EP roads receive funding in 2019 Federal Budget

Regional roads were a big ticket item at the announcement of the federal government's annual budget recently.

A total of $100 million in federal funding was allocated to the regional road network west of Port Augusta, with $25 million to be used to upgrade roads on Eyre Peninsula.

Federal Member for Grey Rowan Ramsey said he would be recommending works on the Tod and Lincoln Highways and the conversion of the last four kilometres of the rail corridor into Port Lincoln to a haul road for trucks.

Local governments across the region are also welcoming the renewal of the supplementary road funding for South Australia, which faced an uncertain future in the lead-up to budget night, wreaking havoc with council budgets.

South Australian councils will share a $20 million per year top-up fund for the next two years to address an inequality in road funding allocation between states.

Local Government Association SA president Sam Telfer said the organisation had been campaigning for the continuation of the funding.

"South Australia has 11 per cent of Australia's local roads, and approximately seven per cent of its population, but receives only 5.5 per cent of the Federal Government's Identified Local Roads Funding," he said.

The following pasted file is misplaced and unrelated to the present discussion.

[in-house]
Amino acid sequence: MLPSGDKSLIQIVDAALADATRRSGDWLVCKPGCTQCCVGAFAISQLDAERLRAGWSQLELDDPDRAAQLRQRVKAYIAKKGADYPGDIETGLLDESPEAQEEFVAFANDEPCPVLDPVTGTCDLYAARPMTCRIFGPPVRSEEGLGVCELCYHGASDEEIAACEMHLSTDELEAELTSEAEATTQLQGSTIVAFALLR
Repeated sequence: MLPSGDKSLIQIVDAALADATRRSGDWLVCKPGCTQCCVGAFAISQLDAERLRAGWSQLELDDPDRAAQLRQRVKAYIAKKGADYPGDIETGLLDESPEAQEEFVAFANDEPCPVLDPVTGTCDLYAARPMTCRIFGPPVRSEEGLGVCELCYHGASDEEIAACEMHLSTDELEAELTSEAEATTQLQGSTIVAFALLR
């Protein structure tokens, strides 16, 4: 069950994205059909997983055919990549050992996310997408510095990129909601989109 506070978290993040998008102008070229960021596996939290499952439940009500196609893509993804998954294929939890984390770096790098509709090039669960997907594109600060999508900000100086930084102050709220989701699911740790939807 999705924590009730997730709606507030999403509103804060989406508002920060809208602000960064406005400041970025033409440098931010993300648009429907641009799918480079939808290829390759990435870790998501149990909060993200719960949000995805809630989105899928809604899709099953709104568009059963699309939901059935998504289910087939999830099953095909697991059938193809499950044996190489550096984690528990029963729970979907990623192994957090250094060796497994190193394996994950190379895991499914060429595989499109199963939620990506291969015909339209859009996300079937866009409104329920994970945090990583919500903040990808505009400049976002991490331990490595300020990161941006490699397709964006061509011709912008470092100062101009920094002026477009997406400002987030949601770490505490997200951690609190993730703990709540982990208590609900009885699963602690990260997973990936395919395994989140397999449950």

"This commitment will ease pressure on council budgets, and help drive downward pressure on council rates for the next two years."

"It will also provide us with time to work collaboratively with the Commonwealth to find a permanent solution, that will provide our sector with certainty as we look to maintain and strategically upgrade our local road networks."

Wudinna mayor Eleanor Scholz said the funding announcement was a boost for the region.

"It is a massive positive for us, especially for safety reasons," she said.

"We are happy to see the widening of the Tod Highway was recommended, as with increased traffic we have real concerns for safety of all road users.

"Following the announcement of the rail line closure we are pleased to hear that something is happening for Eyre Peninsula."

Mr Ramsey said following the unease felt in deciding to close the railway, it was important to deal with the reality and upgrade the road network.

"This is a very strong and sensible response, demonstrating both state and federal governments understand the value of our agricultural sector and the increasing importance of our transport networks."